Owning a gym provided what are arguably some of the most valuable life lesson(s) that I would not trade for anything. Having to keep calm and maintain professionalism while dealing with many different personality types in your gym can certainly prepare you for many other precarious situations outside of running a gym.
Below I’m going to randomly list off some silly mistakes which I have actually made, that you can easily avoid. Some of these will be pretty obvious (and others, not so much), so without further ado here is my list in no particular order.
- Be careful with a “members only Facebook group” if you decide to use this tool: I made the mistake of deleting members who were no longer members. Seems logical right? The feedback was almost entirely negative. Many people were butthurt that they were no longer part of the group. My advice would be to have defined rules within your group that leaves everything crystal clear.
- Don’t share your cell phone number with members: Another mistake that I’m sure is pretty obvious for many…remember that most of your members won’t see you as a business owner, but as more of a “friend,” which means that anytime they have a question about the schedule, workout, or their own eating, they’ll feel compelled to text you rather than using email. If you value your personal time outside of the gym, keep your cell number private.
- Keep social events professional: It’s very easy to “relax” and have a few drinks with members if the opportunity presents itself. I’d recommend keeping your alcohol intake to the minimum and keeping the amount of time you spend at these events short. To this point, you also might want to consider my next tip…
- Keep gym social events alcohol free: A lot of ugly situations can be avoided by simply not allowing alcohol to your gyms social events not to mention your liability. I don’t think I really need to elaborate here.
- Don’t talk about members: There will be times when your members are talking about other members. If you add your own thoughts, you will be stripping away the trust your clients have in you. Instead, defend the member whom they are talking about.
- Listen to all feedback: There will be times in which the feedback you receive will almost be offensive. Even still, listen to this feedback intently. Of course, you don’t have to take this feedback, but you do have to listen, as it’s your duty as a business owner. Feedback can oftentimes be helpful, but even when it’s not helpful (or it’s offensive), it’s about giving your client the chance to speak and for you to hear them out.
- Too much information can be detrimental: Sometimes giving your clients too much information about things like programming, schedule changes, or other gym information can create confusion and open the floodgates for questions, even though we think we may be helping by informing our clients. The “less is more” approach applies to training, but can also apply to how you operate as a business owner. Your clients only need to know things that are vitally important. That’s it.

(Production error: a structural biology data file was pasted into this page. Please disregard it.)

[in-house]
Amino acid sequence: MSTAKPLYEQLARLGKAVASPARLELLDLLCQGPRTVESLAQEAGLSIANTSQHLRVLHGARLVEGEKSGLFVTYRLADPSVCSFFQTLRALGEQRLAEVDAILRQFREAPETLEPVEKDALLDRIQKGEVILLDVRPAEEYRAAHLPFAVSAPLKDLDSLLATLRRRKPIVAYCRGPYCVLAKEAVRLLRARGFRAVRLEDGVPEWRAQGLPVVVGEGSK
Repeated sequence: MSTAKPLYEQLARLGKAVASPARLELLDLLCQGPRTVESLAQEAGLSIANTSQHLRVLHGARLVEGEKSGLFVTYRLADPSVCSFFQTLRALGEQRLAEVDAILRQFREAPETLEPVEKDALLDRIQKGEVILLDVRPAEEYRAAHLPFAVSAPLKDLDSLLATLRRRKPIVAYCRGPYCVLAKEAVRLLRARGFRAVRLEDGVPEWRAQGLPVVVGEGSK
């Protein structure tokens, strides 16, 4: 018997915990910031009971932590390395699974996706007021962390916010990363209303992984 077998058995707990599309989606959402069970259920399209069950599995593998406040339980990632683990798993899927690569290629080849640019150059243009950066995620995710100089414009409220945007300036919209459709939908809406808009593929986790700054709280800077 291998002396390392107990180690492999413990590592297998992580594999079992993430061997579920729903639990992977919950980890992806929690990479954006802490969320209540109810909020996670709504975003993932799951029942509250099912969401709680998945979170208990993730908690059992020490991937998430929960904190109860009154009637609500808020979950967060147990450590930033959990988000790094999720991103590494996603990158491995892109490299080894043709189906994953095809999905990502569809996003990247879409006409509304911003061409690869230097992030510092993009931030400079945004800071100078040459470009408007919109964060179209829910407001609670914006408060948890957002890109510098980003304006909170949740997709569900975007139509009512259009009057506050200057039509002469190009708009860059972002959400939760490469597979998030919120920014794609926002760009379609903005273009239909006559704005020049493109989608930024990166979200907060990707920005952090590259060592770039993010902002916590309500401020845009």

- Operate with your head, not your heart: There are a lot of emotions (the “feels”) that get wrapped up with helping clients improve themselves, so it’s easy to operate with your heart at times. This is perfectly okay as long as you’re not making decisions with your heart. At the end of the day, no one cares how much your utilities cost, so doing what is right for your business should take precedence.
- Take responsibility for everything: It’s very easy to blame something (or someone) for your lack of success, but at the end of the day, the only person we can blame is ourselves. Often times I hear things like, “there are too many gyms in my town,” “we don’t get any foot traffic,” “we are off the beaten path,” when in reality plenty of individuals have dealt with the same circumstances and have succeeded. Don’t handicap yourself by thinking there is a reason outside of you, because there isn’t.
- Don’t be afraid to charge what you’re worth: So many times coaches say things like “no one will pay that” or “I feel bad asking for that much.” I’ve been on the other end of this scenario many times, but ask yourself this: are any of your clients going to do what they do for a living, for you, at a discounted rate or for free? Unlikely. It’s not your job to decide what someone will or won’t pay for. If you’re offering a service, you must charge what you feel you’re worth, for the health of your business and your mind.
- Outsource things you hate or aren’t good at: The best thing I ever did for myself was to take the things that I don’t like/that I’m not good at off of my plate. This opened me up to focus on what I excelled at and was the most passionate about. If you hate cleaning your gym every Sunday, hire a professional that will not only do a better job than you, but also save you valuable time and energy.
Of course, this is a short list and we can certainly add to this, but I feel these are some easy things you can take action on right away!
Best of luck!